Community healthcare organizations are facing challenges to their very existence, but their dire situation also gives them the impetus to adapt to changing expectations and radically revamp how they offer care.
The previous 10 years were a rough patch for smaller healthcare organizations, particularly those that are primary sources for care in non-metropolitan areas. And in 2020, the COVID pandemic made the road even bumpier for community hospitals, commonly defined as those with 250 or fewer beds with an average length of patient stay of 96 hours or less.
Challenges to this segment have been growing for years, leading toward consolidation of freestanding hospitals into larger organizations or systems. Even so, more than 100 rural hospitals closed between 2013 and February 2020. And financial pressure from the COVID pandemic added to the duress of this segment, with at least 20 hospitals having closed in 2020. Bottom lines have been pressured because of reduced patient flow and elimination of elective services related to the pandemic.
The impact on communities served by shuttered or scaled-back providers is doubly devastating. Care capacity is reduced, even as populations struggle with COVID or other conditions associated with aging populations. Also, community health organizations are major employers in their service areas, and financial impacts associated with the pandemic can add to rising unemployment figures already high because of COVID-related effects on the economy.
With the distribution of COVID vaccines on the rise, there is growing optimism that the country will return to a semblance of pre-pandemic normality. But many experts contend that organizations have had to make expensive adaptations and that financial losses attributed to the pandemic will linger, as patient confidence returns slowly and provider capacity recovers.
However, community health providers demonstrated flexibility in adapting care delivery to meet restrictions imposed by the pandemic and the need to keep patients safe. Many shifted to telehealth and other digital health approaches to interact with patients, with some research indicating that about 30 percent of all visits during the pandemic provided via telemedicine, with a 23-fold increase in the weekly number of visits, compared with the period before the pandemic.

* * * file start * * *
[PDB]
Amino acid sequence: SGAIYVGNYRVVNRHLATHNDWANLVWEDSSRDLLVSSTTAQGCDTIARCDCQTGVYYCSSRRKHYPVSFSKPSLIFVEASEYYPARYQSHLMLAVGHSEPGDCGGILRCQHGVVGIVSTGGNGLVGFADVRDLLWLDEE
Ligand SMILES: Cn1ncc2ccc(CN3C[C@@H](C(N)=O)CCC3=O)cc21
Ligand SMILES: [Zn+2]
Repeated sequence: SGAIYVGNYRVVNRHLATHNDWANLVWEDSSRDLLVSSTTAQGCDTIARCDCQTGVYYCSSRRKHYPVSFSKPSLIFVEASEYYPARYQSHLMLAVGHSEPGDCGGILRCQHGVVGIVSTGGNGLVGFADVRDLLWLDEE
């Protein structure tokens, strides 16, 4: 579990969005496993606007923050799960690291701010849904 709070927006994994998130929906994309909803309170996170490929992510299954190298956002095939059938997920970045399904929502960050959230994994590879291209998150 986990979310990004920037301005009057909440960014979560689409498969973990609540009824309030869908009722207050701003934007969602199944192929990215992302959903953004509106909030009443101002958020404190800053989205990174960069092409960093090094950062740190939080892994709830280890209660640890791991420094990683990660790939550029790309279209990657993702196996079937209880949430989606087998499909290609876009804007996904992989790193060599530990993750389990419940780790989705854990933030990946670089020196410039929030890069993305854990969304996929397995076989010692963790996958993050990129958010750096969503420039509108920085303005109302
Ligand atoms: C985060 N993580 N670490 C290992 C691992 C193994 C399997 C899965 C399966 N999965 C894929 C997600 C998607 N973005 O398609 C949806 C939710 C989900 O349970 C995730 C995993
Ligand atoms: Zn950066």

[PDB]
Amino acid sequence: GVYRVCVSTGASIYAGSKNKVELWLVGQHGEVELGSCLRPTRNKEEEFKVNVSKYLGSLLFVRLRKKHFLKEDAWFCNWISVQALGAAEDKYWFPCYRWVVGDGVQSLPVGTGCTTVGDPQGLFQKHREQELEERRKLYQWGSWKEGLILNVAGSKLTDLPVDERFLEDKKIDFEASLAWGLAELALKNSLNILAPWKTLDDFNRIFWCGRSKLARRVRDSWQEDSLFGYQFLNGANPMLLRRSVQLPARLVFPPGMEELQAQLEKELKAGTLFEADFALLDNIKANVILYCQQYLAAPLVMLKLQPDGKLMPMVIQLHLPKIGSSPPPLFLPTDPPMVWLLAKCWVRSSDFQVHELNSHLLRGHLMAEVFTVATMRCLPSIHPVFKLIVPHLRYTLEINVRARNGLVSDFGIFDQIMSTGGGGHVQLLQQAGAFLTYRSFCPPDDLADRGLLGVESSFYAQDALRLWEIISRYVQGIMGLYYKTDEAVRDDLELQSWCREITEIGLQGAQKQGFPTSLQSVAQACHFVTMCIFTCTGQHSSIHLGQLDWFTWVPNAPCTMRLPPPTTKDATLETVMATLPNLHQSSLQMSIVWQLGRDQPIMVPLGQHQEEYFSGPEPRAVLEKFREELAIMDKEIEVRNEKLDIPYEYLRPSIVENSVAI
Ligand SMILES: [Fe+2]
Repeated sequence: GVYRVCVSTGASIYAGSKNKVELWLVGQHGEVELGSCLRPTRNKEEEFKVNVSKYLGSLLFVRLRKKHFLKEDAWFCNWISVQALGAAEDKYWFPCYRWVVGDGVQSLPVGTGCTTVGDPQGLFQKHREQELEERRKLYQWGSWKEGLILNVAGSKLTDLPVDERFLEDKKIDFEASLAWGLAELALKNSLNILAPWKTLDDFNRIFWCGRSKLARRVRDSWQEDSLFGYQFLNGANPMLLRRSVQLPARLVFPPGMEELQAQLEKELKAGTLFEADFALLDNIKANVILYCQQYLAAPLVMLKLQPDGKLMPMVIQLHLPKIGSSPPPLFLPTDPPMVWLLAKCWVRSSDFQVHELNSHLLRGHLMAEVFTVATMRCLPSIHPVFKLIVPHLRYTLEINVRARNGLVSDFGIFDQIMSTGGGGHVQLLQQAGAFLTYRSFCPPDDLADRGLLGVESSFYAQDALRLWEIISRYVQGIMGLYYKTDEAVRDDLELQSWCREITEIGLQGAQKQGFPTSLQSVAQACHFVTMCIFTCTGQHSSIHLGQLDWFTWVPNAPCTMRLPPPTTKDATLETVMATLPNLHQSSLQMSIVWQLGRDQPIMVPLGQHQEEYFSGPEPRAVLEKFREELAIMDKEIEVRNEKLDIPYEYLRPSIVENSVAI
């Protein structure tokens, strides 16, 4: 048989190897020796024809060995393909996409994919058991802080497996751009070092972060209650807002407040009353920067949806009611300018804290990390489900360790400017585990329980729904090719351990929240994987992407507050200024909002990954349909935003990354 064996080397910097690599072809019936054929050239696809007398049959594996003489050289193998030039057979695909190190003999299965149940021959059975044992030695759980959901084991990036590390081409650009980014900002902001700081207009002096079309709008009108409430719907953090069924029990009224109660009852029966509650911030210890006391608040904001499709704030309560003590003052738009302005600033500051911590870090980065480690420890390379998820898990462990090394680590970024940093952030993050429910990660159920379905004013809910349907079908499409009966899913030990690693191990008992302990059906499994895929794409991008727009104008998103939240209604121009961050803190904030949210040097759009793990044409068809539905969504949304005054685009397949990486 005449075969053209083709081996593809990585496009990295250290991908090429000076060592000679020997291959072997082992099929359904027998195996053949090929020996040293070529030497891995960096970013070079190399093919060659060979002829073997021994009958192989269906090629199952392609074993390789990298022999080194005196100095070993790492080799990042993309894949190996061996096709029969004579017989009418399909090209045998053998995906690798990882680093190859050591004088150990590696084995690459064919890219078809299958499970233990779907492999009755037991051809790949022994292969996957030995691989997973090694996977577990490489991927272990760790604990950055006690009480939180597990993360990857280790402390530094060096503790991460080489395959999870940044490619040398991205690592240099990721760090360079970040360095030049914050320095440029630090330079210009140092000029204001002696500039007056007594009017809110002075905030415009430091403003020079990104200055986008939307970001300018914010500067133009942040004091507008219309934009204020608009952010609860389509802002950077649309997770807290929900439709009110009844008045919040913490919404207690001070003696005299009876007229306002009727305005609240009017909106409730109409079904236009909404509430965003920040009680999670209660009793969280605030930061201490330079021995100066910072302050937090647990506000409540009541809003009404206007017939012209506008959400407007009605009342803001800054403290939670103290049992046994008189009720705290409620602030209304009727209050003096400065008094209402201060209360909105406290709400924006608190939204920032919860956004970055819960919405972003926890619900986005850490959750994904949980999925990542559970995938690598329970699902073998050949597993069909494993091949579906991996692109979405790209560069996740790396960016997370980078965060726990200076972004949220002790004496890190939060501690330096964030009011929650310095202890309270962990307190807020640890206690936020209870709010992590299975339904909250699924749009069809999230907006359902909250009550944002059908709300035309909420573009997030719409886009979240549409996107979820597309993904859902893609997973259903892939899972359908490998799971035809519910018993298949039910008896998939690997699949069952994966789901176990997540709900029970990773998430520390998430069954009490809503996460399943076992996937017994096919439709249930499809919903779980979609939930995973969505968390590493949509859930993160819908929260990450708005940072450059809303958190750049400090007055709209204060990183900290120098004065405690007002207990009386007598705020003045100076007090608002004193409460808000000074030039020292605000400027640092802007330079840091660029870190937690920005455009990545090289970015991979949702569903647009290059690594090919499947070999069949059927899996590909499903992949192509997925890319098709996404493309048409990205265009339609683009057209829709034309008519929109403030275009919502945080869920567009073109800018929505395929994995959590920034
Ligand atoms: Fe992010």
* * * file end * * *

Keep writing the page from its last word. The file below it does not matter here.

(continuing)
Other uses of technology have been adopted into workflows, such as automated scheduling for patient appointments or text messaging and other forms of asynchronous communication. And the exchange of patient information through electronic health records systems proved invaluable in improving the sharing of patient information during the pandemic.
Many of these changes that take advantage of digital health will not disappear after the pandemic. They will be locked into the expectations of both consumers and practitioners – they will have 18 months of experience with these new forms of care delivery by this fall when (hopefully), the worst of the COVID pandemic will be behind us.
However, many expect that COVID won’t be the last pandemic that will occur, and community health organizations can’t afford to revert back and forth in their care delivery approaches in a cyclical fashion. Lessons learned from coping with COVID must be parlayed into changes that will ensure successful outcomes, both for patients and provider organizations.
Community healthcare providers are critical to the care of millions in their service areas, and they need to flex with the times and challenges to ensure the survival of their organizations.